No friend as loyal as a book ... and Babs would know
A 200-year-old library is an oasis of calm in our world of multi-platform stress, writes Andrea Kuhn .
It has been compared to a film set from Doctor Who – but not just because of its charming 1960s interior. To visit the Plymouth Proprietary Library is to enter a lost world.
There is no buzz of fluorescent lights, no clack of computers, no ring of mobile phones. There is just the traffic rumbling along North Hill to Mutley Plain.
The rooms have remained the same since the library and its collection of books took refuge here after being rescued from the blitzed debris of their original city-centre home in Cornwall Street.
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Time has stood still. Even the air seems stiller here. Visitors will probably find one of the librarians sitting at the wooden counter, neatly entering the details of a book to be borrowed into a ledger. Someone may be tucked in corner reading a newspaper, or a couple of students discussing a book they have discovered, perhaps the sound of a kettle boiling in the background.
In our multi-sensory, multi-platform world of stress-inducing information overload, PPL – as it is known to its friends – is an oasis of calm.
It's here that Plymouth author, Babs Horton, often seeks refuge and inspiration for her books.
Babs has written four novels to date and her most recent, Recipe for Cherubs, was partly inspired by an 18th century Italian cookery book that she discovered among the 20,000 volumes here.
"I think you almost tune in to the past when you come here," she says. "There's a funny feeling about these rooms.
"Life is so frenetic now, there is a lot more going on now for everyone. But I think it's got to the stage where we are a bit afraid of silence. How often do people just sit and do nothing? It means people have no time to reflect but I think boredom can be a good seed for inspiration."
PPL was founded in 1810 as a members' library and although many books were lost in the 1941 bombing, it still contains an extraordinary collection and offers a wonderfully rich snapshot of our social history. Wikipedia can never compete with this.
Upstairs in one of the main reading rooms, book-lined walls are all neatly labelled by subject; Dorothy Hartley's Food of England offers a recipe for jugged hare and describes how a housewife must be "of chaste thought, stout courage, patient, watchful, diligent and witty". No such reticence from Jacques Cousteau's Underwater Treasury; Men and Sharks.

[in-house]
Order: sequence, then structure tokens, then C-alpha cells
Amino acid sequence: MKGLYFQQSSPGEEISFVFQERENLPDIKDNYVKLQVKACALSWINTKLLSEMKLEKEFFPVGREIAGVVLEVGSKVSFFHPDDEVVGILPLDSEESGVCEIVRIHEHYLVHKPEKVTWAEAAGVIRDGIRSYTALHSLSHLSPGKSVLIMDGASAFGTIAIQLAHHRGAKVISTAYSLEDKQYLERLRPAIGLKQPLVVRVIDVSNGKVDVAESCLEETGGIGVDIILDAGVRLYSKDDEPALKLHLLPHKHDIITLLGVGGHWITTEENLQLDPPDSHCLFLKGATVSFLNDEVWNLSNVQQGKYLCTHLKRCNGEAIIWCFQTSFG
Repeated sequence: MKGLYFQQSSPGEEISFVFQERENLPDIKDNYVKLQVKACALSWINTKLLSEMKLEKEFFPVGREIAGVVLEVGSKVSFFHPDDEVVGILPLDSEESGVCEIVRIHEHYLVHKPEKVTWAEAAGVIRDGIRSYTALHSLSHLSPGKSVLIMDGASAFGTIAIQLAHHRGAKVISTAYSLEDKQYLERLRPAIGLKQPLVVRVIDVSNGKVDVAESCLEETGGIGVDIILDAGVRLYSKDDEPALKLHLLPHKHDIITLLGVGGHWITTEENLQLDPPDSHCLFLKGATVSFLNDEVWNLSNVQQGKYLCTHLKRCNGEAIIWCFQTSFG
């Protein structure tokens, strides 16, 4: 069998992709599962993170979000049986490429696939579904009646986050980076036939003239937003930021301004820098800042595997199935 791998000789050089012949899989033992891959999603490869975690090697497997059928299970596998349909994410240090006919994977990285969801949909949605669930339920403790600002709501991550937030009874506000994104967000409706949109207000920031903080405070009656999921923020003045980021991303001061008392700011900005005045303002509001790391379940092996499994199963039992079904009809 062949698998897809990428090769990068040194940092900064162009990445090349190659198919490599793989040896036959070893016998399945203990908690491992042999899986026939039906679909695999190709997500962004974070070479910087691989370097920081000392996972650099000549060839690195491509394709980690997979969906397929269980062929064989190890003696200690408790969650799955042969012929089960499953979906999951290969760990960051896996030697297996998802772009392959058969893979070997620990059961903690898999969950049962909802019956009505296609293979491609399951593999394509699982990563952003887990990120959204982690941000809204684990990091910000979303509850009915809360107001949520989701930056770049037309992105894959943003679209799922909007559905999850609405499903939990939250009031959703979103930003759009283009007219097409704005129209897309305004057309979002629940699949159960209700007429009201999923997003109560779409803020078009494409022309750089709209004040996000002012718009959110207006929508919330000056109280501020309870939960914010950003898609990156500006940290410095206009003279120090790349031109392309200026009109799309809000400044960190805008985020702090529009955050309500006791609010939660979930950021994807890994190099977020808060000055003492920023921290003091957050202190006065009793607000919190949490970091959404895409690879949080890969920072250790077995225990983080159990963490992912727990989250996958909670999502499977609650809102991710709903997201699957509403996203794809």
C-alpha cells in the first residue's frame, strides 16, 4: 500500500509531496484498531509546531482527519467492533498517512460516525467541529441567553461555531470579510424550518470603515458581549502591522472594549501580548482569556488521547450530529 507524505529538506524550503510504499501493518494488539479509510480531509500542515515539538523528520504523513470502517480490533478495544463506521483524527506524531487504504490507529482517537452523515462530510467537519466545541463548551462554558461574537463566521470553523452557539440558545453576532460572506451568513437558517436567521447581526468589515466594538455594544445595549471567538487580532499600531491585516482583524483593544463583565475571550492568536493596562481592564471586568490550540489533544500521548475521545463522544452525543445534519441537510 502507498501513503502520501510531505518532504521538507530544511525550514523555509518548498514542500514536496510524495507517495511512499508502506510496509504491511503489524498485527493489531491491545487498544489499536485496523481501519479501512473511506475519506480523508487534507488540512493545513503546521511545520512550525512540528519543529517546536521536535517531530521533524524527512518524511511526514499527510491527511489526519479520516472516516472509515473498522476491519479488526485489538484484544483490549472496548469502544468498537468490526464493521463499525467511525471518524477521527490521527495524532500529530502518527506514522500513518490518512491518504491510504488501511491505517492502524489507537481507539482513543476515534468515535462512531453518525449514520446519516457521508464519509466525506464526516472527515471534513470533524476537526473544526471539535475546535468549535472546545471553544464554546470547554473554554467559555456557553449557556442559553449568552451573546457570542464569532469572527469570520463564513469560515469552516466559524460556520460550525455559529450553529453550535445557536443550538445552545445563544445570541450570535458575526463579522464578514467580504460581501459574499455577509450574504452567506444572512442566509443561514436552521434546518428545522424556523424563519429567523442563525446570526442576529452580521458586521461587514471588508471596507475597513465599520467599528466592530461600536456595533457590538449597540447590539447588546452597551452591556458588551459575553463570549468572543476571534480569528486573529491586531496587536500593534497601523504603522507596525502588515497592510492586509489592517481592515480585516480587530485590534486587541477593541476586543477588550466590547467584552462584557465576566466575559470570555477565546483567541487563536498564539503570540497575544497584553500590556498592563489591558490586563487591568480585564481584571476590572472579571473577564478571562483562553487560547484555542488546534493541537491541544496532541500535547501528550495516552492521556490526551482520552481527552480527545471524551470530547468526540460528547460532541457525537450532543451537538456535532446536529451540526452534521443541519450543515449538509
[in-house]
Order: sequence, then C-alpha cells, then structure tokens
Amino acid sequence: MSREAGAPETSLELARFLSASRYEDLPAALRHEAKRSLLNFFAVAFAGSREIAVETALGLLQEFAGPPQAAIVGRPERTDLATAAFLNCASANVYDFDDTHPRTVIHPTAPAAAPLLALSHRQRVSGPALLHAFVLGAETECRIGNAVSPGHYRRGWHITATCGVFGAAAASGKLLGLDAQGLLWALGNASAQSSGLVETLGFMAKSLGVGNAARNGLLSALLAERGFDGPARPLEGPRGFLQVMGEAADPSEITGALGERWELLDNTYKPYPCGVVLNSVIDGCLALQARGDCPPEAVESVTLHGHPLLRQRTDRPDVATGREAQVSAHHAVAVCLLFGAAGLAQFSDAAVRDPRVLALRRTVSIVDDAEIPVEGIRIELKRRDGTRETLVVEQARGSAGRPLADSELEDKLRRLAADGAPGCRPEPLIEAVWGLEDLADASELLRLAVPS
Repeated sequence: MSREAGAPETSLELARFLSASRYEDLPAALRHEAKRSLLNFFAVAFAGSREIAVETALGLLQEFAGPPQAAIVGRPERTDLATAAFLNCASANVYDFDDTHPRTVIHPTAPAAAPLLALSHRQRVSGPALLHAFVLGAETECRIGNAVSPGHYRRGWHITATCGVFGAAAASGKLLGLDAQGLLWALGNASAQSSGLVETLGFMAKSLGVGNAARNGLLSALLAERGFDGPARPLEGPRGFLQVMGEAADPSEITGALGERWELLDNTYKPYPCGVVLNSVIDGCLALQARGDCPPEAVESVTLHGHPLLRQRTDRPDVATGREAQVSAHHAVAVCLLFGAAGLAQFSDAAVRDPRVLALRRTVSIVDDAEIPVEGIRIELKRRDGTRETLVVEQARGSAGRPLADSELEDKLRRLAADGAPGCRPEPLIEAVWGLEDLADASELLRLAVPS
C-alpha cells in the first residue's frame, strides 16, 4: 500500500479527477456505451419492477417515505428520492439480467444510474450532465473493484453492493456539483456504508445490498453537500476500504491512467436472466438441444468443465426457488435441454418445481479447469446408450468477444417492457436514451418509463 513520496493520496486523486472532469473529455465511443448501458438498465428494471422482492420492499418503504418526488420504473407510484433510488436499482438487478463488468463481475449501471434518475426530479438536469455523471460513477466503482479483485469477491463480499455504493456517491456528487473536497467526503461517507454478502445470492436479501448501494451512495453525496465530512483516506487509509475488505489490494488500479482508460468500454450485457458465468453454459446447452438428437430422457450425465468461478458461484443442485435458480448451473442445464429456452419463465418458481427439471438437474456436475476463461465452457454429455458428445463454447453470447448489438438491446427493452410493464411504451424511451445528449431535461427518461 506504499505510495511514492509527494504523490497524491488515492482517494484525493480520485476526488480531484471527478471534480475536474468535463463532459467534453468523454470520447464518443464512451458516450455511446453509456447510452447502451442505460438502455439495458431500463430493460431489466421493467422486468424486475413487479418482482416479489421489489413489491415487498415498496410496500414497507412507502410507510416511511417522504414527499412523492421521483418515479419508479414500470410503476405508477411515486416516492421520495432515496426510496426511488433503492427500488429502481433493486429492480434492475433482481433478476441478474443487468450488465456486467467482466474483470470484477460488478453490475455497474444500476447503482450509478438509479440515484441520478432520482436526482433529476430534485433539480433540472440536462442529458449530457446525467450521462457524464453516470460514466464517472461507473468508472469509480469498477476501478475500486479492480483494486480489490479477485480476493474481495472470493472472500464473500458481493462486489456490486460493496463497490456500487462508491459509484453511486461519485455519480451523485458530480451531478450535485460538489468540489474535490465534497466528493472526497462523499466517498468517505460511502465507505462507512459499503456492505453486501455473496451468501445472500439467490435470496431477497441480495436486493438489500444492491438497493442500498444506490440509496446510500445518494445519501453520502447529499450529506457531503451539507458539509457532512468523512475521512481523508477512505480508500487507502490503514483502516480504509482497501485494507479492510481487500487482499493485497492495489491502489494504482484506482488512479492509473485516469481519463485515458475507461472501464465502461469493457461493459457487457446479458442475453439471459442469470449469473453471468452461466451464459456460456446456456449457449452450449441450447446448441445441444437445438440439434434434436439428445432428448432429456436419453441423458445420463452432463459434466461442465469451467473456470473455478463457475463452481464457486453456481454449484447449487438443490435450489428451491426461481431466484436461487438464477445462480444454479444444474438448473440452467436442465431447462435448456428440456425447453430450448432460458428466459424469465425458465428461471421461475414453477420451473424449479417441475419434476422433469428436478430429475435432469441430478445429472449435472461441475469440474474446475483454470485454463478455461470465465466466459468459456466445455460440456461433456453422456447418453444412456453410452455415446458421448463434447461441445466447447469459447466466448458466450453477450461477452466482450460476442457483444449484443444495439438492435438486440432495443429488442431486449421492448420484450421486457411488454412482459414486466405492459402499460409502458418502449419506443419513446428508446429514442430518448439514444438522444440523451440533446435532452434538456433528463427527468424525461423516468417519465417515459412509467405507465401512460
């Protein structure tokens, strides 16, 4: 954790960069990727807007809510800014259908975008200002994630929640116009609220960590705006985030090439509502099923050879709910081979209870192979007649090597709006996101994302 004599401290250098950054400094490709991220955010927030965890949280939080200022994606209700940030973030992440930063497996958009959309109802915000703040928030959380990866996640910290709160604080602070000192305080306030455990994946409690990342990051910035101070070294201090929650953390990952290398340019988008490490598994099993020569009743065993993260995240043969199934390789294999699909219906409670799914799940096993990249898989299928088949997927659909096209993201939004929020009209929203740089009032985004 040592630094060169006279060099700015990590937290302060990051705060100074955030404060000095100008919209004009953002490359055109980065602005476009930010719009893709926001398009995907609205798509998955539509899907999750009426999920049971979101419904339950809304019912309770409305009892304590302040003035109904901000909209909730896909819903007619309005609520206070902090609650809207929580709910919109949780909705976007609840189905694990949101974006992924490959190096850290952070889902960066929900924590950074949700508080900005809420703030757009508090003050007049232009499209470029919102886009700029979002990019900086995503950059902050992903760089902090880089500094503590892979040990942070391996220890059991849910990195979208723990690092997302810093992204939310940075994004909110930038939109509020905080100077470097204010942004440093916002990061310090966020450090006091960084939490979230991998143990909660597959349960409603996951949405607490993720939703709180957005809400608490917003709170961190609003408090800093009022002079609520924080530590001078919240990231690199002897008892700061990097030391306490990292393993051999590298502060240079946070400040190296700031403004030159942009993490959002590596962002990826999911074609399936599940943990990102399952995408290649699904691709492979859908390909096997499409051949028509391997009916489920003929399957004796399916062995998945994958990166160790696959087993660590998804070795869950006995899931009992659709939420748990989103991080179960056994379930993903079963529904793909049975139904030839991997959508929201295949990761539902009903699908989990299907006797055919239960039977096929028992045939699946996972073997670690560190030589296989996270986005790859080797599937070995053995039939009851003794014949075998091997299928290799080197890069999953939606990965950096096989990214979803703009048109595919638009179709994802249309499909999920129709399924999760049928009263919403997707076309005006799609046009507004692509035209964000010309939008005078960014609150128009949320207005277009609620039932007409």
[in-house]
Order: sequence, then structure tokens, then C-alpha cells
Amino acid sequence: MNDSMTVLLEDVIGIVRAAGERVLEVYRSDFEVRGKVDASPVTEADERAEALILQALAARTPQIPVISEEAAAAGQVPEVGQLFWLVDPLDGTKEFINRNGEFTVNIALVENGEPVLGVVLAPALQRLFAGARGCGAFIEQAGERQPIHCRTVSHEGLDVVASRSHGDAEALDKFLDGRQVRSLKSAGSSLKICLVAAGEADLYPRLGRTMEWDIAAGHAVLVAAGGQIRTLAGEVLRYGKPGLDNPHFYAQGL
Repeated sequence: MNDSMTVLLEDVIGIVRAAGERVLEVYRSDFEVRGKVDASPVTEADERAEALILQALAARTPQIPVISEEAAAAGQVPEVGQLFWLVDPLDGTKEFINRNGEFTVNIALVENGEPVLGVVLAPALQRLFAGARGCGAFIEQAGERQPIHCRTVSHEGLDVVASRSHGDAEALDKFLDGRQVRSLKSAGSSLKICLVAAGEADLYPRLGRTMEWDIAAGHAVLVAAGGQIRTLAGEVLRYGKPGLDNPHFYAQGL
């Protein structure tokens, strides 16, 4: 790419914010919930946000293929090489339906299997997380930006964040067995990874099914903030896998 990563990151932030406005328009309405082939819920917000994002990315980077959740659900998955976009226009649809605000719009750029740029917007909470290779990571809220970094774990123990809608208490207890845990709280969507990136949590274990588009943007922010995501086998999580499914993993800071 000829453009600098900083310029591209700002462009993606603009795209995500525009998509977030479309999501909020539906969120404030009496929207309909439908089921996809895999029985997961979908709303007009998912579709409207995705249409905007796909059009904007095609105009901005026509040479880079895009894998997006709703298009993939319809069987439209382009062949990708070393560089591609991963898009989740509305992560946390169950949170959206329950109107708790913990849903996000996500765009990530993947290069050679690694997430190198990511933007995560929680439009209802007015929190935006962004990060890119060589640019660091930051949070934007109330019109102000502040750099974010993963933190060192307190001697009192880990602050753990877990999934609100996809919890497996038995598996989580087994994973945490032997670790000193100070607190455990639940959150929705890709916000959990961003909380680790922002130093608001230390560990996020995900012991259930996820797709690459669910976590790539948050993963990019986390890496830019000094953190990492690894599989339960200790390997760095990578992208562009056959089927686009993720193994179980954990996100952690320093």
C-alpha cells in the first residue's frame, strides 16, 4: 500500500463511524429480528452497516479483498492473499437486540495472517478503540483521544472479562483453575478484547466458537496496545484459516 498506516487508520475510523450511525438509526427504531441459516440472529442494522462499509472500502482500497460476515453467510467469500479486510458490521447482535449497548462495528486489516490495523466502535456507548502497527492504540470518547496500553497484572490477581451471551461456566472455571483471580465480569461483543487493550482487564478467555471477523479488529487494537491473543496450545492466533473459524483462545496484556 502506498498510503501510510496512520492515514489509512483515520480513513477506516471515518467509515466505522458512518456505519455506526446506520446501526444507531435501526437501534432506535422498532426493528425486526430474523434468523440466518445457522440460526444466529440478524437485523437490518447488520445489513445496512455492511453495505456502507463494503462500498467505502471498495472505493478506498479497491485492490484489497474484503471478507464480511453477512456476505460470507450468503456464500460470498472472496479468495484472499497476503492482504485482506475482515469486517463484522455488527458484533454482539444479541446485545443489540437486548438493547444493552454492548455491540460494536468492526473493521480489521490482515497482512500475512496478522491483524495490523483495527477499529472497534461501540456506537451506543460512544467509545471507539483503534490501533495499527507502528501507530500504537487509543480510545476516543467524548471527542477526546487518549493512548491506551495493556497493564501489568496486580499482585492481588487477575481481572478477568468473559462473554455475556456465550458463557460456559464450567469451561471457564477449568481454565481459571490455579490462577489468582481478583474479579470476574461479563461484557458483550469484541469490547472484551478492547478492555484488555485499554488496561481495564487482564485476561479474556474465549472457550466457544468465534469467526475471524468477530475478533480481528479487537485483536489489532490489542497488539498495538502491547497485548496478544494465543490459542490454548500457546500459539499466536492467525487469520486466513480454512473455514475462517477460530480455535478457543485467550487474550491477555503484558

There are beautiful leather-bound books with intricate colour plates; the complete works of Lewis Carroll and an exquisitely printed copy of Dante's Divine Comedy, which was donated by Sir William and Lady Munday in 1901.
Many of the older books were originally donated by the great and the good of Plymouth, with a cross-section of tastes reflecting the nature of a city whose residents have explored distant shores.
Part of Babs' childhood was spent in Luton where there was little available entertainment for children, and she says libraries were her "life-blood".
"I was either up a tree or reading," she says. Even at a young age she was an enthusiastic reader, disappearing each week with such armfuls of books that the librarian would quiz her on her return to see if she had really read them.
It was about 10 years ago, after having too frequently walked past the library, which still has its name stencilled onto its sash windows, that she decided to investigate: "It's wonderful. I can imagine how many people have sat here – the ideas they have had. You never know what you are going to find. Other people's histories are here."
The library is in the process of cataloguing all their books, but relying on volunteers means it is not always a speedy process. As Chloe Adams, one of the librarians, admits, it is so easy to be distracted on discovering a hidden gem.
"I think this is a wonderful place," she says. "The library has something here for everybody. I think everyone in this city could find a book [for them], almost by magic."
Yet while the library is steeped in history, they are only too aware of keeping pace with some aspects of modern life. They get a regular supply of new publications which are chosen by members, and they take a few newspapers and periodicals.
There are also regular talks around a variety of literary themes as well as a thriving writers' group, with several members who have published work. But as with all charities, money is always a struggle – despite regular coffee mornings and book sales to boost funds gained from the £50 annual membership fee.
Upstairs in the attic, the dust gathers on everything from leather binders of the London Mercury newspaper to books on General Smuts and the Boer War.
Babs rarely comes in this room as the damp makes her wheezy, so she makes the most of it digging around amongst the stacks of books bowing the shelves, delighting at each surprising find. She leaves clutching a copy of Prostitute/Destitute Women In Darkest London by Mrs Cecil Chesterton, perhaps with the seed of new inspiration.
Holy Mackerel – Babs Horton's fictionalised memoirs – will be published on Kindle in the next few weeks.